This paper sets out Management’s response to the Independent Evaluation Office’s (IEO) evaluation report on Self-Evaluation at the IMF.
The implementation plan proposes specific actions to address the recommendations of the IEO that were endorsed by the Board in its September 18, 2015 discussion of the IEO’s report, namely: (i) adopt a broad policy or general principles for self-evaluation in the IMF, including its goals, scope, outputs, utilization, and follow-up; (ii) give country authorities the opportunity to express their views on program design and results, and IMF performance; (iii) for each policy and thematic review, explicitly set out a plan for how the policies and operations it covers will be self-evaluated; (iv) develop products and activities aimed at distilling and disseminating evaluative findings and lessons.
The implementation of some of these proposed actions is already underway. The paper also explains how implementation will be monitored.
Studies of the impact of trade openness on growth are based either on crosscountry analysis—which lacks transparency—or case studies—which lack statistical rigor. This paper applies a transparent econometric method drawn from the treatment evaluation literature (matching estimators) to make the comparison between treated (that is, open) and control (that is, closed) countries explicit while remaining within a statistical framework. Matching estimators highlight that common cross-country evidence is based on rather far-fetched country comparisons, which stem from the lack of common support of treated and control countries in the covariate space. The paper therefore advocates paying more attention to appropriate sample restriction in crosscountry macro research.
Studies of the impact of trade openness on growth are based either on cross-country analysis-which lacks transparency-or case studies-which lack statistical rigor. We apply transparent econometric methods drawn from the treatment evaluation literature to make the comparison between treated (i.e., open) and control (i.e., closed) countries explicit while remaining within a unified statistical framework. First, matching estimators highlight the rather far-fetched country comparisons underlying common cross-country results. When appropriately restricting the sample, we confirm a positive and significant effect of openness on growth. Second, we apply synthetic control methods-which account for endogeneity due to unobservable heterogeneity-to countries that liberalized their trade regime and we show that trade liberalization has often had a positive effect on growth.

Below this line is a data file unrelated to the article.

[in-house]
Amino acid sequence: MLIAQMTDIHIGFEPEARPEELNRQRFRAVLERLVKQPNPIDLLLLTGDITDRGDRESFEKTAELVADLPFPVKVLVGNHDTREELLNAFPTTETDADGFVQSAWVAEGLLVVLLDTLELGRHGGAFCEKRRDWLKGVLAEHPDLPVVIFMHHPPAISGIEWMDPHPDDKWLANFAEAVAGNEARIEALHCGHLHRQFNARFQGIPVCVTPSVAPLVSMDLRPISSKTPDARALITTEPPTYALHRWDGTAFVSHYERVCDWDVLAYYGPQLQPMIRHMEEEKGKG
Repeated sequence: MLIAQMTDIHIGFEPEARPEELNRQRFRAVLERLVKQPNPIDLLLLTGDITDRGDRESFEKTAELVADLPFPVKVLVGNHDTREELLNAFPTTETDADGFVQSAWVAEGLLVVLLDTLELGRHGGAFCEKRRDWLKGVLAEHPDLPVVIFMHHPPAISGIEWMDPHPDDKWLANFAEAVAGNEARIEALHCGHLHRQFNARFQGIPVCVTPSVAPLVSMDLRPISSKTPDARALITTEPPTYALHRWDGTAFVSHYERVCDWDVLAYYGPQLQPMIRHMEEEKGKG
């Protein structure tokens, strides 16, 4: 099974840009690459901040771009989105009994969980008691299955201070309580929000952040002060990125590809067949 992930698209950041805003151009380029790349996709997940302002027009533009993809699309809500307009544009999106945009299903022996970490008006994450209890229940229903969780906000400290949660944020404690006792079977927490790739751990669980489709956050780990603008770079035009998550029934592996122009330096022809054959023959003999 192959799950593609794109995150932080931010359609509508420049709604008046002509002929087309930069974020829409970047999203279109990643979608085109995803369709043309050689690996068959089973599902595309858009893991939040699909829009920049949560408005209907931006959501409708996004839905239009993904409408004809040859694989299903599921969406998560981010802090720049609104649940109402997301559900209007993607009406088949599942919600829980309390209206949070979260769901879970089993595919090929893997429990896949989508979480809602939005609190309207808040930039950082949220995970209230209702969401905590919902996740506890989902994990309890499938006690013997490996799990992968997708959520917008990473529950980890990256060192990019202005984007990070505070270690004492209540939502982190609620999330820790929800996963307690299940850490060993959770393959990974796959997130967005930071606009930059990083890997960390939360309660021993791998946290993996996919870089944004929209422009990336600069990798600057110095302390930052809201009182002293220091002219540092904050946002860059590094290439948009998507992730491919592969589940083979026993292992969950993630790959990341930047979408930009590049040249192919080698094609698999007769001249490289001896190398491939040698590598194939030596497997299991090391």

The IMF Research Bulletin, a quarterly publication, selectively summarizes research and analytical work done by various departments at the IMF, and also provides a listing of research documents and other research-related activities, including conferences and seminars. The Bulletin is intended to serve as a summary guide to research done at the IMF on various topics, and to provide a better perspective on the analytical underpinnings of the IMF’s operational work.
International Monetary Fund. External Relations Dept.
In a press release issued on August 18, the IMF Executive Board announced that on August 3 it had discussed making the independent Evaluation Office operational (see Press Release No. 00/27) and agreed to the publication of the background paper that provided the basis for the discussion, as well as the Chairman’s concluding remarks.
This paper reviews recent theoretical and empirical work on controls over International capital movements. Theoretical contributions reviewed focus on “second-best “ arguments for capital market restrictions, as well as arguments based on multiple equilibria. The empirical literature suggests that controls have been “effective “ in the narrow sense of influencing yield differentials. But there is little evidence that controls have helped governments meet policy objectives, with the exception of reducing the governments’ debt-service costs, and no evidence that controls have enhanced economic welfare in a manner suggested by theory.
This compilation of summaries of Working Papers released during January-June 1995 is being issued as a part of the Working Paper series. It is designed to provide the reader with an overview of the research work performed by the staff during the period. Authors of Working Papers are normally staff members of the Fund or consultants, although on occasion outside authors may collaborate with a staff member in writing a paper. The views expressed in the Working Papers or their summaries are, however, those of the authors and should not necessarily be interpreted as representing the views of the Fund. Copies of individual Working Papers and information on subscriptions to the annual series of Working Papers may be obtained from IMF Publication Services, International Monetary Fund, 700 19th Street, Washington, D.C. 20431. Telephone: (202) 623-7430 Telefax: (202) 623-7201.